Early this year, MSC Cruises CEO Gianni Onorato said that plan had been scrapped in favour of a movies-under-the-stars concept. The latest iteration, revealed in a video rendering available on YouTube, is a light show that paints the sky with multicoloured searchlights. There will also be bars and other entertainment, such as a traditional Junkanoo parade, on the 95-acre island.

MSC plans to make year-round evening calls with its Miami-based ships, which this season will include the MSC Meraviglia, MSC Armonia, MSC Divina and MSC Seaside.

Virgin’s Beach Club at Bimini is the last stop on each of its three planned itineraries, allowing for late-night stays before departing for Miami. On its five-day cruises, the line’s Scarlet Lady will remain docked until 10 p.m., while on its four-day itineraries, it will stay as late as midnight, Baez said.

Entertainment will include “a late-night beach bonfire soiree,” she said.

Royal Caribbean’s plan for CocoCay is more limited, with just three late stays scheduled so far. Rather than returning to Miami, the Navigator of the Seas will head for nearby Nassau after departing CocoCay at 10 p.m.

While there in the evening, guests will be able to visit Captain Jack’s and Skipper’s Grill; Harbor Beach lagoon; Up, Up & Away; and Splashaway Bay.

“Each of these areas will have sufficient lighting and staffing for our guests to have an incredible evening,” Royal spokeswoman Lyan Sierra-Caro said.

Royal will reopen the casino on the Navigator of the Seas at 7 p.m. on evening calls, Sierra-Caro said, preserving that key source of onboard revenue.

Some areas of the island will close at night, including the Thrill Waterpark and the beaches.

“We will have the staff to ensure that our guests are not entering closed areas,” Sierra-Caro said.

For entertainment, Royal promises a Junkanoo Jam Up Party, an island barbecue and performances by a calypso band and fire dancers, along with farewell fireworks before setting sail.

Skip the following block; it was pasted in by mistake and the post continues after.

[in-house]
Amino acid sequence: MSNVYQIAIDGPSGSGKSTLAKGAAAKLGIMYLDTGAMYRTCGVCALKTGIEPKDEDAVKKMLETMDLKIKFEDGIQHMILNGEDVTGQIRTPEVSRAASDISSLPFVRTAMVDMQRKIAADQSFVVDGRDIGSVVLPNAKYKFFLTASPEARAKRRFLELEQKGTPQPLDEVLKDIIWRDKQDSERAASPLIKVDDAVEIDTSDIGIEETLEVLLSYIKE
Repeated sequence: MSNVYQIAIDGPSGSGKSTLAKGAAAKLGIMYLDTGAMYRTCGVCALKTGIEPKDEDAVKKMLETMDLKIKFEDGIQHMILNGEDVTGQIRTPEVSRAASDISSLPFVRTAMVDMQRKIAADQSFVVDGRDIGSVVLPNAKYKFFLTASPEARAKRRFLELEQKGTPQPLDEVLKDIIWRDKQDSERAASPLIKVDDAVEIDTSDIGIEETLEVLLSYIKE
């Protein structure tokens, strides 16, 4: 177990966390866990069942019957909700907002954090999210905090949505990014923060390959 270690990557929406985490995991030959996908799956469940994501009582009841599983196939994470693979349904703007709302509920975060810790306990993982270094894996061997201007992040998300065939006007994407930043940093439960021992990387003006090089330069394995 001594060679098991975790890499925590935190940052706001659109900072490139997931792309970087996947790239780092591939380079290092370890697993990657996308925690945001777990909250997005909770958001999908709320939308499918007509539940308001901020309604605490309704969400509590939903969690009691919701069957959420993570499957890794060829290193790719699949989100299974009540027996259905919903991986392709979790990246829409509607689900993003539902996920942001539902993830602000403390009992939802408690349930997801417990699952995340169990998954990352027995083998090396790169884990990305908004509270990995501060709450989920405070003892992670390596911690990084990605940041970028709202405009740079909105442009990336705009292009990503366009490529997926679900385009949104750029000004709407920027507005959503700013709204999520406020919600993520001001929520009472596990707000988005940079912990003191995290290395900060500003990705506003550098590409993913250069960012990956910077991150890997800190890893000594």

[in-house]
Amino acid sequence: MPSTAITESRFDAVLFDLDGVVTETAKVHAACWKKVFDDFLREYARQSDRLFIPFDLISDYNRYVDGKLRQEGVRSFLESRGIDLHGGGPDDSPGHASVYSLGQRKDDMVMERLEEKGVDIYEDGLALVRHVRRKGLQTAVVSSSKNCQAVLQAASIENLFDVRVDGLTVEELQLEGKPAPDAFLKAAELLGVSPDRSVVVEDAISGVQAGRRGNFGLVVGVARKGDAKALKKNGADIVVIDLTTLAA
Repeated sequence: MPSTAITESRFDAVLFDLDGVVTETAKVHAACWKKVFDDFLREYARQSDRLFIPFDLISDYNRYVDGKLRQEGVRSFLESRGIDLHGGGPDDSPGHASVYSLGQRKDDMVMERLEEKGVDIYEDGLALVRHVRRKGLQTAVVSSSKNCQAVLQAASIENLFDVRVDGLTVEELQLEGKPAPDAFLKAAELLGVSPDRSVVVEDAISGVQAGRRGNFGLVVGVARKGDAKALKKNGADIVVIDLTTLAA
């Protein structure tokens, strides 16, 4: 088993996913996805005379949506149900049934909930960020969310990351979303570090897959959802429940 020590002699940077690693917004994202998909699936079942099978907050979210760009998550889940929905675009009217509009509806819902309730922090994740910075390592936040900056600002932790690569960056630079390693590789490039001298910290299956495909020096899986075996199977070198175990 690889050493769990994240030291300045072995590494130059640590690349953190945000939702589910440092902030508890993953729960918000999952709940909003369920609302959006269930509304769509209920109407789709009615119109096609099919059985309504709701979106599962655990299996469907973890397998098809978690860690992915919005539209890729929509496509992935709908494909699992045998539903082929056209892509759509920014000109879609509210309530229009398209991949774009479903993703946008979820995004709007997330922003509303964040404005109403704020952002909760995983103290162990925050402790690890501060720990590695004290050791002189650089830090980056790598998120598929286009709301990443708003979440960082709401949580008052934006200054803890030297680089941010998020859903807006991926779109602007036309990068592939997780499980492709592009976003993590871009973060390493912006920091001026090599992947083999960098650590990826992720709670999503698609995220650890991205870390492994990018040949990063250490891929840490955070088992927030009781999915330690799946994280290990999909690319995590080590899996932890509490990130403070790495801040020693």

Other cruise lines with private islands in the Bahamas said they have no immediate plans to add night calls.

John Chernesky, senior vice president of North American sales and trade marketing at Princess Cruises, said his line recently started a late-night/overnight stay program called More Ashore that is mainly focused on big international cities.

“In the places, we’re doing it,” Chernesky said, “it makes sense, given the nightlife, dining, museums, unique opportunities that really get you into the culture and make you feel more connected to that culture, versus a beach-going private island.”

Eva Jenner, vice president of sales at Seabourn and Holland America Line, said, “Our private island, Half Moon Cay, is really a day destination. The private island is awesome — don’t get me wrong — but it’s a beach with daytime activities.”

Norwegian Cruise Line eliminating plastic straws

Norwegian Bliss in Southampton, photo credit Dave R Jones.

Norwegian Cruise Line said it is getting rid of single-use plastic straws on its 26 ships.

The ban also applies to its two private islands, Great Stirrup Cay and Harvest Caye.

With the changes, Norwegian said it expects to eliminate over 50 million plastic straws from use annually.

In announcing the ban, Norwegian did not specify when the ban would be implemented or what it would use as a substitute for plastic straws.

Various cruise lines have announced initiatives to reduce or eliminate single-use plastics onboard as a contribution to marine conservation. Norwegian initiated its plastics-reduction approach by banning plastic straws in the inauguration of its latest ship, the Norwegian Bliss.